The importance of dark adaptation for forensic examinations; an evaluation of the Crime-lite Eye™
journal contributionposted on 13.11.2018 by Beth McMurchie, Roberto S.P. King, Paul Kelly, George Torrens
Any type of content formally published in an academic journal, usually following a peer-review process.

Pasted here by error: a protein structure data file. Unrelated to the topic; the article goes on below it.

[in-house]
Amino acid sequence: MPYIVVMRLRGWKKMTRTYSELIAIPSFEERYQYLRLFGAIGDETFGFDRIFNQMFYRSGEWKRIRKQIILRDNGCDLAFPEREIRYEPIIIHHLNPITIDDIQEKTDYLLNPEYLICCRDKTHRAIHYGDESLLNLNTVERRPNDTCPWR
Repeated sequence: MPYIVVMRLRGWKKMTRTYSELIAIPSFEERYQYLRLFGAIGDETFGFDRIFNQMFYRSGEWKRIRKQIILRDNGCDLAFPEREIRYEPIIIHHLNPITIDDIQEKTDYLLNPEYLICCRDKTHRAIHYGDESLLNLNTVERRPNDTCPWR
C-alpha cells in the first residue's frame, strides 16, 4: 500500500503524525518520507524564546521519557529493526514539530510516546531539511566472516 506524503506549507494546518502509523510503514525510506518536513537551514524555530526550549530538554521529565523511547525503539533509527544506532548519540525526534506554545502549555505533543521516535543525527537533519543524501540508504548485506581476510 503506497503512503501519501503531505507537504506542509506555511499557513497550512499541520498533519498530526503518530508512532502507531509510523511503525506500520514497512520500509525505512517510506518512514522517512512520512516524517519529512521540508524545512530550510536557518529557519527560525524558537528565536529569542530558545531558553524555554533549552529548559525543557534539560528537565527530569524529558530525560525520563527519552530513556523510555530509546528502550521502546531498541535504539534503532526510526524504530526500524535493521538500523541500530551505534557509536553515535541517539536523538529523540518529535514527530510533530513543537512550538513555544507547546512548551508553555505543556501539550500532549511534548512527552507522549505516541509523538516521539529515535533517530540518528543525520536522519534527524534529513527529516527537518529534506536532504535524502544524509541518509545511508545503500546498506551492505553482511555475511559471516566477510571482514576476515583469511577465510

Forensic practitioners are recommended to dark adapt their eyes prior to conducting evidential searches in the dark. The dark adaptation process remains poorly standardised across the discipline, with little quantified regarding the benefits of such preparative steps. Herein, we report the findings of a study that recruited 50 participants to assess the effectiveness of the Crime-lite Eye™ a darkness adaptation device developed to assist forensic practitioners both in the laboratory and in field. Participants were tasked with searching for the fluorescent signatures left by reaction of 1,8-diazafluoren-9-one (DFO) with amino acids, in a manner akin to the fluorogenic fingerprint treatment of porous evidence. Using an Epson Stylus Photo R265 inkjet printer, ink cartridges were filled with alanine solutions of various concentrations, allowing different motifs to be printed onto copy paper and subsequently developed using DFO. Participants searched for this ‘evidence’ both with and without dark adapted vision. On average, participants were able to locate and correctly recognise 16% more evidence once dark adapted using the Crime-lite Eye™. The increase in evidence located by participants once dark adapted suggests that crime scene officers should be dark adapting in order to visualise as much as possible. The time taken to dark adapt, 10 min on average during this study, is not excessively long, and should not significantly slow the investigation.